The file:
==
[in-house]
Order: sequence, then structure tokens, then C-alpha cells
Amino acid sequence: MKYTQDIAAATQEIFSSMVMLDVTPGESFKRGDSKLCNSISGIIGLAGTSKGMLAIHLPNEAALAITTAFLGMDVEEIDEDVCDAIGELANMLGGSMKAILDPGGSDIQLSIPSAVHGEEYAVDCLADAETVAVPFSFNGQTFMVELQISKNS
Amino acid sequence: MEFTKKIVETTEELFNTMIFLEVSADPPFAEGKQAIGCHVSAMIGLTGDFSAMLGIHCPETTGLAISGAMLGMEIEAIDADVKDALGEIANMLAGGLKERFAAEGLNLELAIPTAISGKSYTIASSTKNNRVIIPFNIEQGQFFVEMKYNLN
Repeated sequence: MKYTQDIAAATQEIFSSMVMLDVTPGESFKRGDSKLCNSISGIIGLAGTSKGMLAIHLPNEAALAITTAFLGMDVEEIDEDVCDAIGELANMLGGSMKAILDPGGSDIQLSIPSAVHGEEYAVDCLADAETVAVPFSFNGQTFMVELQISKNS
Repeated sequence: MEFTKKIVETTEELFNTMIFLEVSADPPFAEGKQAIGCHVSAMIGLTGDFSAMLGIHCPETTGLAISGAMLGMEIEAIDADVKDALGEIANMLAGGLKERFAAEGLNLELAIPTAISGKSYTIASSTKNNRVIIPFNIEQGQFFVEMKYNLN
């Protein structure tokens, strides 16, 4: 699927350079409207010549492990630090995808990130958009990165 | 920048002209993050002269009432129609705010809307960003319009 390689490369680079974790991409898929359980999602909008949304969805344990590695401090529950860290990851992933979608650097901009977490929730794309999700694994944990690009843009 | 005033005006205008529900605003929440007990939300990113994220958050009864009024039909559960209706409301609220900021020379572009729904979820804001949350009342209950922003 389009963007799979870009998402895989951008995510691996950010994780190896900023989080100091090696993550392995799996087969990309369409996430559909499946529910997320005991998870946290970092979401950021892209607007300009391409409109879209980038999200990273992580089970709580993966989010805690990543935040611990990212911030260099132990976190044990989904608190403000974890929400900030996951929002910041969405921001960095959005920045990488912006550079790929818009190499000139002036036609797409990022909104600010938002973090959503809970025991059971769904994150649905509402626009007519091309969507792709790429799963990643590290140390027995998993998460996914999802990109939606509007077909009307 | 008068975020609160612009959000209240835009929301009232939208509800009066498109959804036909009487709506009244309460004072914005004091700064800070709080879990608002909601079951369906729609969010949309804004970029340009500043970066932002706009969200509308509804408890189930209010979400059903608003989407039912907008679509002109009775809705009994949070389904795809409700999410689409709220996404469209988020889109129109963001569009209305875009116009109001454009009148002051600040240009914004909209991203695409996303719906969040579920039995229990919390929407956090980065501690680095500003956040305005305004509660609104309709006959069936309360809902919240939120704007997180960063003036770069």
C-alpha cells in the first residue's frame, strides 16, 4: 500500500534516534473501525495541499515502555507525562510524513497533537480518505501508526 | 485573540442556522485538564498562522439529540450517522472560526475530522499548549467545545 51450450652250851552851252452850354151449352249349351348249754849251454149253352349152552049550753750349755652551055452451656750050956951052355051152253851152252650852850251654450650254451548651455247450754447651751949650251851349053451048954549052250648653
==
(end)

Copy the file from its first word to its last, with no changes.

[in-house]
Order: sequence, then structure tokens, then C-alpha cells
Amino acid sequence: MKYTQDIAAATQEIFSSMVMLDVTPGESFKRGDSKLCNSISGIIGLAGTSKGMLAIHLPNEAALAITTAFLGMDVEEIDEDVCDAIGELANMLGGSMKAILDPGGSDIQLSIPSAVHGEEYAVDCLADAETVAVPFSFNGQTFMVELQISKNS
Amino acid sequence: MEFTKKIVETTEELFNTMIFLEVSADPPFAEGKQAIGCHVSAMIGLTGDFSAMLGIHCPETTGLAISGAMLGMEIEAIDADVKDALGEIANMLAGGLKERFAAEGLNLELAIPTAISGKSYTIASSTKNNRVIIPFNIEQGQFFVEMKYNLN
Repeated sequence: MKYTQDIAAATQEIFSSMVMLDVTPGESFKRGDSKLCNSISGIIGLAGTSKGMLAIHLPNEAALAITTAFLGMDVEEIDEDVCDAIGELANMLGGSMKAILDPGGSDIQLSIPSAVHGEEYAVDCLADAETVAVPFSFNGQTFMVELQISKNS
Repeated sequence: MEFTKKIVETTEELFNTMIFLEVSADPPFAEGKQAIGCHVSAMIGLTGDFSAMLGIHCPETTGLAISGAMLGMEIEAIDADVKDALGEIANMLAGGLKERFAAEGLNLELAIPTAISGKSYTIASSTKNNRVIIPFNIEQGQFFVEMKYNLN
């Protein structure tokens, strides 16, 4: 699927350079409207010549492990630090995808990130958009990165 | 920048002209993050002269009432129609705010809307960003319009 390689490369680079974790991409898929359980999602909008949304969805344990590695401090529950860290990851992933979608650097901009977490929730794309999700694994944990690009843009 | 005033005006205008529900605003929440007990939300990113994220958050009864009024039909559960209706409301609220900021020379572009729904979820804001949350009342209950922003 389009963007799979870009998402895989951008995510691996950010994780190896900023989080100091090696993550392995799996087969990309369409996430559909499946529910997320005991998870946290970092979401950021892209607007300009391409409109879209980038999200990273992580089970709580993966989010805690990543935040611990990212911030260099132990976190044990989904608190403000974890929400900030996951929002910041969405921001960095959005920045990488912006550079790929818009190499000139002036036609797409990022909104600010938002973090959503809970025991059971769904994150649905509402626009007519091309969507792709790429799963990643590290140390027995998993998460996914999802990109939606509007077909009307 | 008068975020609160612009959000209240835009929301009232939208509800009066498109959804036909009487709506009244309460004072914005004091700064800070709080879990608002909601079951369906729609969010949309804004970029340009500043970066932002706009969200509308509804408890189930209010979400059903608003989407039912907008679509002109009775809705009994949070389904795809409700999410689409709220996404469209988020889109129109963001569009209305875009116009109001454009009148002051600040240009914004909209991203695409996303719906969040579920039995229990919390929407956090980065501690680095500003956040305005305004509660609104309709006959069936309360809902919240939120704007997180960063003036770069």
C-alpha cells in the first residue's frame, strides 16, 4: 500500500534516534473501525495541499515502555507525562510524513497533537480518505501508526 | 485573540442556522485538564498562522439529540450517522472560526475530522499548549467545545 51450450652250851552851252452850354151449352249349351348249754849251454149253352349152552049550753750349755652551055452451656750050956951052355051152253851152252650852850251654450650254451548651455247450754447651751949650251851349053451048954549052250648653